Eric Hanson on the Importance of Intelligent Risk

How the VP of IT is taking intelligent chances that are imperative for driving transformation

One of the hardest hitting questions Eric Hanson has ever received came from a friend in IT who asked, “What would you do if you weren’t afraid?” Now, as the current vice president of information services for Wisconsin-based hydraulic and electro-hydraulic component manufacturer HUSCO International, that same question highlights one of the underpinnings of the IT professional’s approach to innovation and transformation.

Eric Hanson, Husco International Photo by Picture People

Hanson’s history of intelligent risk taking is extensive, and repeating that success at HUSCO International is only the latest roll of the dice. “Every critical inflection point in my career has been associated with embracing risk,” Hanson says.

It’s applicable to both Hanson’s career moves, as well as the innovation he has initiated along the way. Prior to joining HUSCO, Hanson’s first senior role in IT was not one he took on with hesitation. While working at an enterprise organization, he and his team took an early bet on Microsoft Skype by transferring the entire company phone system to the then-still-burgeoning communication platform. The success of a call center that fielded about thirty thousand calls a month was seen as a victory, but it wasn’t only the benefit that the IT team valued. The company also saved roughly $2 million that it was then able to reinvest into a CRM program and a new business intelligence program.

“We took something that most people might view as commodity—communications and collaboration—and we took a risk, specifically so that we could fund these more strategic initiatives,” Hanson says.

Another early risk included taking a chance on yet another evolving technology that has since become standard practice. Hanson says the company’s early adoption of hybrid cloud storage was quite uncertain at the time because many were still hesitant to trust information held off-site. But the company’s fragmented engineering team across the globe needed fast access to critical files.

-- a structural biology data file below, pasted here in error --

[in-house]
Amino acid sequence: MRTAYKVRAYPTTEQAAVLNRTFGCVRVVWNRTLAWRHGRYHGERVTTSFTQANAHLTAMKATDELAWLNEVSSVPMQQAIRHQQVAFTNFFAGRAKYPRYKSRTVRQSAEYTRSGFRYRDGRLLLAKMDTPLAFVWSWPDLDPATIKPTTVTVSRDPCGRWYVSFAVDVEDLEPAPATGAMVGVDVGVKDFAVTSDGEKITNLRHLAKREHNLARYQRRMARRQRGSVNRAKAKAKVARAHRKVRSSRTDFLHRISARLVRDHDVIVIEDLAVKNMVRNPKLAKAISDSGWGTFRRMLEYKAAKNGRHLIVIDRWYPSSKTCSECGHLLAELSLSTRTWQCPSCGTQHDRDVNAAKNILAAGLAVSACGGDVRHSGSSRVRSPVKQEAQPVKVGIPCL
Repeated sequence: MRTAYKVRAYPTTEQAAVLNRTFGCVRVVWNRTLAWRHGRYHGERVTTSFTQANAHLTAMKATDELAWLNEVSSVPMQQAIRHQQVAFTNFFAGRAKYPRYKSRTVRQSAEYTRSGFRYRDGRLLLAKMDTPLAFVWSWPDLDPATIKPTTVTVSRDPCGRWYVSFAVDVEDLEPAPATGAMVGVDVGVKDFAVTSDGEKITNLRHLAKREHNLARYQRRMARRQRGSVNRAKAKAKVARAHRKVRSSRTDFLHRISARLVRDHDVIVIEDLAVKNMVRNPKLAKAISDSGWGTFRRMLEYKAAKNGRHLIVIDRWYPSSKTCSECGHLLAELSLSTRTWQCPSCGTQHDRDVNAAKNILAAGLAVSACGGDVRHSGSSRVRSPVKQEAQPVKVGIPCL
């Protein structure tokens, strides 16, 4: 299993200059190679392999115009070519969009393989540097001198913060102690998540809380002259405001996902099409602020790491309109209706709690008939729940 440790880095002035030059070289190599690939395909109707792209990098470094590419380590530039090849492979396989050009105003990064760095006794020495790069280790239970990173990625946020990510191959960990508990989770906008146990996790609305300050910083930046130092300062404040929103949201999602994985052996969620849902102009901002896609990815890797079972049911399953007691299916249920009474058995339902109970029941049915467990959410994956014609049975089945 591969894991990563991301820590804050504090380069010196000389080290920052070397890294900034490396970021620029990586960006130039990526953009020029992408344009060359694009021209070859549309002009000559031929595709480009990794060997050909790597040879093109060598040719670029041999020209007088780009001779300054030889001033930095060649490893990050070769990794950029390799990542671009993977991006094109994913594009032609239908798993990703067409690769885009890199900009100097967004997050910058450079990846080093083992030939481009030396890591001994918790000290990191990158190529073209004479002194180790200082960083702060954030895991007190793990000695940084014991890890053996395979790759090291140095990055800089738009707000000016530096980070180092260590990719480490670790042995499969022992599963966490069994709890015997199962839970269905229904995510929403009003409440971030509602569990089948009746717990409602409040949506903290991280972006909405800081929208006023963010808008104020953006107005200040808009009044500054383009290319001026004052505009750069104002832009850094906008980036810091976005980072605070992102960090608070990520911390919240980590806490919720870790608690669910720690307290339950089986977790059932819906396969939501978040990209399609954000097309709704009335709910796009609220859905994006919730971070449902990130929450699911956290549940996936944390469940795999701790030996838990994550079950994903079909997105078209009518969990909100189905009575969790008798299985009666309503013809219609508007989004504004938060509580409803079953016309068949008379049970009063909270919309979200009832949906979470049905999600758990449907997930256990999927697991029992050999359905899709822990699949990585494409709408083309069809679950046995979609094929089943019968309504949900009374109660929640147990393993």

“Instead of having someone in China double-click on a file and go to lunch, they’re pulling it up in a few seconds,” Hanson says. That risky move saw exponential improvement in global file-access performance. It also had a wider payoff. “On the business side of that, it’s faster, but more importantly, that risk delivered savings to the organization in terms of headcount management and allowed us to improve our product-launch targets by an average of two months,” he adds.

When Hanson then joined HUSCO, it was again with a mandate for change. “I was brought in with the stated goal to elevate the business value contribution of IT,” Hanson says. Seeing HUSCO as a high-performance innovation company, Hanson believed that IT had to start matching the pace and focus of those he saw working tirelessly on the business and R&D side. But it wasn’t just a tech issue. In fact, it’s what Hanson considers the most serious risk a company can take: cultural change, especially initiated by a new hire.

“We had decades of cultural misalignment with IT,” Hanson recalls. “There was this ocean of opportunity standing in direct conflict with all this misalignment. That made for some treacherous steps for sure.”

For Hanson, this meant processing a culture change not only in IT, but also in the way the entire business interacted with IT, working to build trust in the department’s ability to help deliver the business strategy. It started with redeveloping the IT work-management system and installing simple Kanban systems. That has since yielded a significant increase in project velocity.

A lack of strategic alignment with the business also meant creating the right project-intake, -evaluation, and -reporting processes. “This meant not hiding behind ambiguity for both IT and business,” Hanson says. “Once we understood the business strategy, we published road maps that committed us to delivery. Now, we were both accountable.” That clarity in planning has provided an important second wave of bringing IT to the table.

Hanson’s ultimate goal is to move IT from simply an order-fulfiller to a business driver. That includes major initiatives around digital manufacturing and product digitalization. It also means a new ERP system, new business-intelligence and information-security programs, and a modernized infrastructure system. But ultimately, it means making IT’s business-value contributions accountable just like every other department.

And that’s only the beginning. Hanson believes intelligent risk taking in IT should be as inherent as it is to all other parts of the organization. “When risk is coupled with vision, it becomes a potential catalyst for transformational change,” Hanson says. “Intelligent risk taking is risk that is required for change.”

Throughout his career, that has meant taking informed chances that don’t always work out. But Hanson doesn’t fear having a defining role in IT. In fact, he would rather think about IT as if fear didn’t exist.

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